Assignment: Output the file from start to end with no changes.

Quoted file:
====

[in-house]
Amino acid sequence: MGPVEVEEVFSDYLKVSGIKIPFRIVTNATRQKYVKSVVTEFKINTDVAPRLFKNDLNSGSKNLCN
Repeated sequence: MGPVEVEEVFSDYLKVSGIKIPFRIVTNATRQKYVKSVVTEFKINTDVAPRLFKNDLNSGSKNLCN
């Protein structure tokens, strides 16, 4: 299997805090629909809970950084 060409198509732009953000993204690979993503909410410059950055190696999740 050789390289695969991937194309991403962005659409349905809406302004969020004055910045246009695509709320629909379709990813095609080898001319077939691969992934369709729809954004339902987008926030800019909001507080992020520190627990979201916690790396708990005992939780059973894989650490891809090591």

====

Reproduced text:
[in-house]
Amino acid sequence: MGPVEVEEVFSDYLKVSGIKIPFRIVTNATRQKYVKSVVTEFKINTDVAPRLFKNDLNSGSKNLCN
Repeated sequence: MGPVEVEEVFSDYLKVSGIKIPFRIVTNATRQKYVKSVVTEFKINTDVAPRLFKNDLNSGSKNLCN
């Protein structure tokens, strides 16, 4: 299997805090629909809970950084 060409198509732009953000993204690979993503909410410059950055190696999740 050789390289695969991937194309991403962005659409349905809406302004969020004055910045246009695509709320629909379709990813095609080898001319077939691969992934369709729809954004339902987008926030800019909001507080992020520190627990979201916690790396708990005992939780059973894989650490891809090591």